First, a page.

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Mindfulness practices

Throughout psychotherapy sessions with my clients’, I often use mindfulness practices. Meditation or present moment awareness activities help shift your thoughts away from your usual preoccupations toward an appreciation of the moment and a larger perspective on life. They can create a sense of calm, acceptance of the moment and feelings that arise, and reduce symptoms.

What is Mindfulness?

Simply put, mindfulness is the cultivation of present moment awareness by noticing your here and now experience to both internal and external stimuli. According to Kabat-Zinn (2003), it is the awareness that emerges through paying attention on purpose, in the present moment and nonjudgmentally to the unfolding of experience moment to moment.

Why is it important to be present?

Present moment awareness can cultivate self-compassion and increased understanding of yourself, your motivations, actions and interactions with others. Therefore, mindfulness practices allow you to identify, tolerate and reduce intense emotions, thoughts and sensations and can give you space between a stimuli and your reactions in order to choose alternate actions. Victor Frankl explains, Between the stimulus and the response there is a space, and in this space lies our power and freedom. Mindfulness can also lead to an increase in self-control, objectivity, equanimity, acceptance and improve concentration, performance and mental clarity. Overall, mindfulness improves physical and emotional health and wellbeing.

Being mindful can:

Enhance your capacity to experience the joys of everyday life by becoming fully engaged in the present moment

Strengthen your resilience and capacity to deal with adverse events

Reduce your ruminations about worries of the future or regrets over the past

Decrease habitual and/or addictive responses

Help you to accept your experiences rather than react to them with aversion and avoidance

Improve your ability to slow racing thoughts that lead you to engage in limiting or self-sabotaging thinking and behaviors

Enhance your ability to feel more integrated and act with integrity

How do I practice becoming mindful?

“I cannot relax or stop my mind from thinking!” Clients often report they cannot stop their racing thoughts when they attempt to meditate or be mindful. They believe they are doing it wrong or cannot possibly even try. Meditation or mindfulness practices are not about emptying your mind of all thoughts. We have a wonderful, thinking mind and meditation is a tool to simply focus your thoughts onto the present moment. While meditating, thoughts will arise repeatedly, and the goal is to let them go without attaching additional stories to them and bring your focus back to the present….again and again and again. Sometimes, your mind will be racing and you may wrestle with your thoughts, while other days, you may feel a sense of peace as you let each thought go. Rest assured, your mind will continue to think for you. However, you will learn to focus your thoughts to improve your mind, body, emotions and performance.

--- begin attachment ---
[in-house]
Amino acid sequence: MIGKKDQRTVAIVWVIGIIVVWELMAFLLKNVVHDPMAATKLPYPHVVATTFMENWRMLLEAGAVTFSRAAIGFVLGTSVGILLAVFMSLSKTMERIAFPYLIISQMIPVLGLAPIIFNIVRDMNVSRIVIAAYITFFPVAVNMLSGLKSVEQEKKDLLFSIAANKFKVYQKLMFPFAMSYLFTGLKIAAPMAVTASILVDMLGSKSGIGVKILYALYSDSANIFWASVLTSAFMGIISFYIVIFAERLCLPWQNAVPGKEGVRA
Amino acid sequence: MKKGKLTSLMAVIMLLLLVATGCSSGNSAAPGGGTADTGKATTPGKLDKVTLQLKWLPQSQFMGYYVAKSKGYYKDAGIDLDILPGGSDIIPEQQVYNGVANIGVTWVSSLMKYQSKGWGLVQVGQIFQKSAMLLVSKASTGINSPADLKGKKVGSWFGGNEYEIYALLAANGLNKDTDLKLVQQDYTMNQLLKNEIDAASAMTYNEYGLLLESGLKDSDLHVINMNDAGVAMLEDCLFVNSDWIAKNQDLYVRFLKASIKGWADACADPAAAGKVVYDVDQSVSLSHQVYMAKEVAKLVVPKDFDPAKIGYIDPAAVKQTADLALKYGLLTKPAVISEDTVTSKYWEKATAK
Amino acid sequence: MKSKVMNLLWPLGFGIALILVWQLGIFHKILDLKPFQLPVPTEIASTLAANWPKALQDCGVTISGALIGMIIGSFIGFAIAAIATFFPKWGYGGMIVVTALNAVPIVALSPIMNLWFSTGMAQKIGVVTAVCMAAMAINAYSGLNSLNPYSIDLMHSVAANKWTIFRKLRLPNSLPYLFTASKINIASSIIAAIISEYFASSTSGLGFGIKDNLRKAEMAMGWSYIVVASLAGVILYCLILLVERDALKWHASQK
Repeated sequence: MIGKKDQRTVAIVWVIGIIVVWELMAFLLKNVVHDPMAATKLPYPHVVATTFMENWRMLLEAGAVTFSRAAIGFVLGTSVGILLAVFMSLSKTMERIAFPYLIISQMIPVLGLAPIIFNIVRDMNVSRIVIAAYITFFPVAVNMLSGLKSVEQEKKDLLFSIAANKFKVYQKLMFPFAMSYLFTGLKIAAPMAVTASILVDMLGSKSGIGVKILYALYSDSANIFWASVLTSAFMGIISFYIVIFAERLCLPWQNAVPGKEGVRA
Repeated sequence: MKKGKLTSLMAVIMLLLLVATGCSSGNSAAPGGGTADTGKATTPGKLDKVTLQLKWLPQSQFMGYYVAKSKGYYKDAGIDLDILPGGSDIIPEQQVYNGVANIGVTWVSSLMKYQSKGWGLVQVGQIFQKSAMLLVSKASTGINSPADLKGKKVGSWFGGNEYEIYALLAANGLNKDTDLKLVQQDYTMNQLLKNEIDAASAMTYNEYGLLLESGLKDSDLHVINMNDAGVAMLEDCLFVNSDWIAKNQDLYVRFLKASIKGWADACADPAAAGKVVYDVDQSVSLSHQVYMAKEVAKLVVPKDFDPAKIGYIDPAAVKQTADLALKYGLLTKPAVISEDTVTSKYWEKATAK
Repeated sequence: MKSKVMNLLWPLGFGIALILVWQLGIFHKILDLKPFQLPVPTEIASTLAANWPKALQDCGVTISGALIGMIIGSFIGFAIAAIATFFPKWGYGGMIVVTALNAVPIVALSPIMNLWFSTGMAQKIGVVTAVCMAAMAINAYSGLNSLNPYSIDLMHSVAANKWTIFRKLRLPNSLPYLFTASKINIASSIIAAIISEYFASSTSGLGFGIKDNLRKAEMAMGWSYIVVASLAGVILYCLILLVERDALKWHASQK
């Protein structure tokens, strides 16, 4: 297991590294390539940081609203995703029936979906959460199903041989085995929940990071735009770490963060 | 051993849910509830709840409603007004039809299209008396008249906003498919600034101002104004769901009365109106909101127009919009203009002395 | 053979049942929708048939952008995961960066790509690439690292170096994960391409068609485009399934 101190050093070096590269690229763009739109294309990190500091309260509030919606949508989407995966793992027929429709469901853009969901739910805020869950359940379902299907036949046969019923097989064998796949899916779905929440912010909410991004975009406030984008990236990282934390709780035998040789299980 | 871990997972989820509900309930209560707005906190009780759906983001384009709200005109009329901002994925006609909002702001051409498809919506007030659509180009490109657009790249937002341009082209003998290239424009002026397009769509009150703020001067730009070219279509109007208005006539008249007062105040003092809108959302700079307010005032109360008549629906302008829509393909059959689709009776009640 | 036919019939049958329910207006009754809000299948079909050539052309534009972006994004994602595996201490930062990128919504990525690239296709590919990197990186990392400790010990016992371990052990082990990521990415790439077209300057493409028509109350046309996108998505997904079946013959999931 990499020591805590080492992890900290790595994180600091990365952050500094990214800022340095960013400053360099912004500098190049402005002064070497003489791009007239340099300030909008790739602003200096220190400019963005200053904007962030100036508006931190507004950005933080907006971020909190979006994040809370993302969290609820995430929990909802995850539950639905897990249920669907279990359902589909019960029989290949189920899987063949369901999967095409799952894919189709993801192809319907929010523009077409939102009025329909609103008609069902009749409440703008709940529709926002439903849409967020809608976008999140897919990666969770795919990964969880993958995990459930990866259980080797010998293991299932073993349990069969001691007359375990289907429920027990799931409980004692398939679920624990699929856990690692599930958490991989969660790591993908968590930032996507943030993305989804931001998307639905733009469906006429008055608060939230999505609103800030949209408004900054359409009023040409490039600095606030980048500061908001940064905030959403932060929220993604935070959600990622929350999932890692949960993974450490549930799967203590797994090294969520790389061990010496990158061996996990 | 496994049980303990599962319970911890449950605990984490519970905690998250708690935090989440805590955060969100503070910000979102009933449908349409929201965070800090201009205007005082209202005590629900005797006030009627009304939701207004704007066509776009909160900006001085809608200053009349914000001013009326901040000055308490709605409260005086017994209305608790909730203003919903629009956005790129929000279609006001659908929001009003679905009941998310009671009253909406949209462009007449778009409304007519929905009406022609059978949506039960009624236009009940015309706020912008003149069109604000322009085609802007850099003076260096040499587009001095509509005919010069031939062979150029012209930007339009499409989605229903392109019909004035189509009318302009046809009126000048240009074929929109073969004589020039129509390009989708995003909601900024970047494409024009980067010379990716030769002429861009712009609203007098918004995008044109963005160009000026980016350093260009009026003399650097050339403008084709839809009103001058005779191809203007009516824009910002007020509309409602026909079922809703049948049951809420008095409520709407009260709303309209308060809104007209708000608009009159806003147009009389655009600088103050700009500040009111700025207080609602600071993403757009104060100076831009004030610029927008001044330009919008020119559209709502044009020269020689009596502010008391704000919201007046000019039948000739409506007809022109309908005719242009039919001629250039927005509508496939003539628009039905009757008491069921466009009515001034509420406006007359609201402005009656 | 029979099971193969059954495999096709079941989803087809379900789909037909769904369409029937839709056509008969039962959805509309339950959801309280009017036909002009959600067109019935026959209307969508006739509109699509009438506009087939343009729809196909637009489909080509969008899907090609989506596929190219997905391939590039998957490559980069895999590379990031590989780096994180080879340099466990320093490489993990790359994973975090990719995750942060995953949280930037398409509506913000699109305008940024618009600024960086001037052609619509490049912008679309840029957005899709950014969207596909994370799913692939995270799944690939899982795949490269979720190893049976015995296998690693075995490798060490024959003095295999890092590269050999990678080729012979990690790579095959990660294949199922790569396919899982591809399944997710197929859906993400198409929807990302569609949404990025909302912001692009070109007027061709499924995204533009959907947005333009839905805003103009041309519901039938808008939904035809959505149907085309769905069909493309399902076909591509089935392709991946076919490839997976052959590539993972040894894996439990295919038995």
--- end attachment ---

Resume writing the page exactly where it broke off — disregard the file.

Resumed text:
There is more than one way to practice mindfulness, but the intent of any mindfulness technique is to cultivate focused awareness of your present moment experience. You can practice while sitting in a formal meditation or while doing any activity. Mindfulness practices include, but not limited to traditional meditation, martial arts, breathe work, yoga, music, art, dance, movement and mindful eating. You can also practice being mindful while walking, driving, cleaning or any daily activity.

Does This Sound Familiar?

I’m too busy to meditate every day! I can’t sit still for that long! My mind races so much, meditation is more stressful than relaxing! I must be doing it wrong—I can’t quiet my mind! It doesn’t have to take a long time to practice being mindful, and there are many ways to incorporate present moment awareness into your everyday activities. Here are a few tips on how to cultivate being mindful.